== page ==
Considerable weight to the impetus to explore robotics in social care can arise from awareness of the numbers involved. There is a shortage of nurses and other caring staff, with difficulties in filling vacancies and retention, together with an increasing population in need of various forms of care. However, whilst this is not in dispute, focus on this as a ‘numbers’ problem can seduce us into an attitude of ‘nurses and carers in short supply’: ergo, ‘fill the gap with robots’. This may focus our vision away from examining the systemic reasons behind the mismatch between carers and need. Whilst we are anxious not to oversimplify, our research indicates that there are systemic barriers to the provision of good quality care to people living with dementia within hospital settings which may also feed into the stress and burnout that contributes to poor staff experiences. Focusing on exactly what is happening in the highly complex human interactions between staff and patient in their social context, is a key to understanding both how robotics might assist, or might not be useful, as well as contributing to a greater understanding of some of the reasons underlying the challenges of delivering high quality care and of supporting and retaining highly skilled care staff.

The need for careful design in the development of social care robotics has been noted. We believe that this must include consideration of the complexity of the delivery of care within the wider social and institutional contexts, because this can help to reveal the complexity of these very human interactions, and help to shed light on the broader factors contributing to the challenges of care provision that those working in robotics wish to help address. Above all we must consider the different factors that contribute to the quality of care. Quality of care encompasses not only safety and effectiveness, but importantly, it must be delivered with humanity. Focus on the very concept of ‘automating’ care may, if we are not careful, lead us astray.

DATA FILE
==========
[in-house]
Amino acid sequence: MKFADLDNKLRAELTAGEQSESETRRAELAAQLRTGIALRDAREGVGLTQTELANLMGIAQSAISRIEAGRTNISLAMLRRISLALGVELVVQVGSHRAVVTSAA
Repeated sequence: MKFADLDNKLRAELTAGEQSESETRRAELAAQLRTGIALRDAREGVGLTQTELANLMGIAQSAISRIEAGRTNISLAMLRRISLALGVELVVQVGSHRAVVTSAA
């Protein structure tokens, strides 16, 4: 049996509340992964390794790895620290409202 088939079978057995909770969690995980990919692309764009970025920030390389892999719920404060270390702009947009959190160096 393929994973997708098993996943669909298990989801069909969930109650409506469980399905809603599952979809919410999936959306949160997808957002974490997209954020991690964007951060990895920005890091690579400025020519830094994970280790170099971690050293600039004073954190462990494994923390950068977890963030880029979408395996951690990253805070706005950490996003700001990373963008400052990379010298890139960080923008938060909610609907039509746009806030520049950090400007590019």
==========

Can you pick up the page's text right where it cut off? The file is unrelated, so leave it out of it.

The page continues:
References

(1) Featherstone, K., Northcott, A., Bridges, J., Harrison Denning, K., Harden, J., Bale, S., Hopkinson, J., Tope, R., Hillman, A., and King, M. MemoryCare: Investigating the management of refusal of care in people living with dementia admitted to hospital with an acute condition – An Ethnographic study. Health Services and Delivery Research (HS&DR) (In press)

(2) Featherstone, K., Northcott, A., Bridges, J., Harrison Denning, K., Harden, J., Bale, S., Hopkinson, J., Tope, R., Hillman, A., and King, M. (2018). Summary Results: An evidence based investigation examining the care people living with dementia receive following an acute hospital admission. [online] London: Stories of Dementia. Available at: http://www.storiesofdementia.com/2018/04/research-report.html

Dr Katie Featherstone
Reader in Sociology and Medicine, School of Healthcare Sciences, Cardiff University
Dr Paula Boddington
Senior Research Fellow, School of Healthcare Sciences, Cardiff University
@storiesdementia
@Drkfeatherston
@PaulaBoddington

Competing interests: No competing interests

24 November 2018
Paula R Boddington
Senior Research Fellow
Katie Featherstone
School of Healthcare Sciences, Cardiff University
School of Healthcare Sciences Cardiff University 13th Floor 35-43 Eastgate House Newport Road, Cardiff CF24 0AB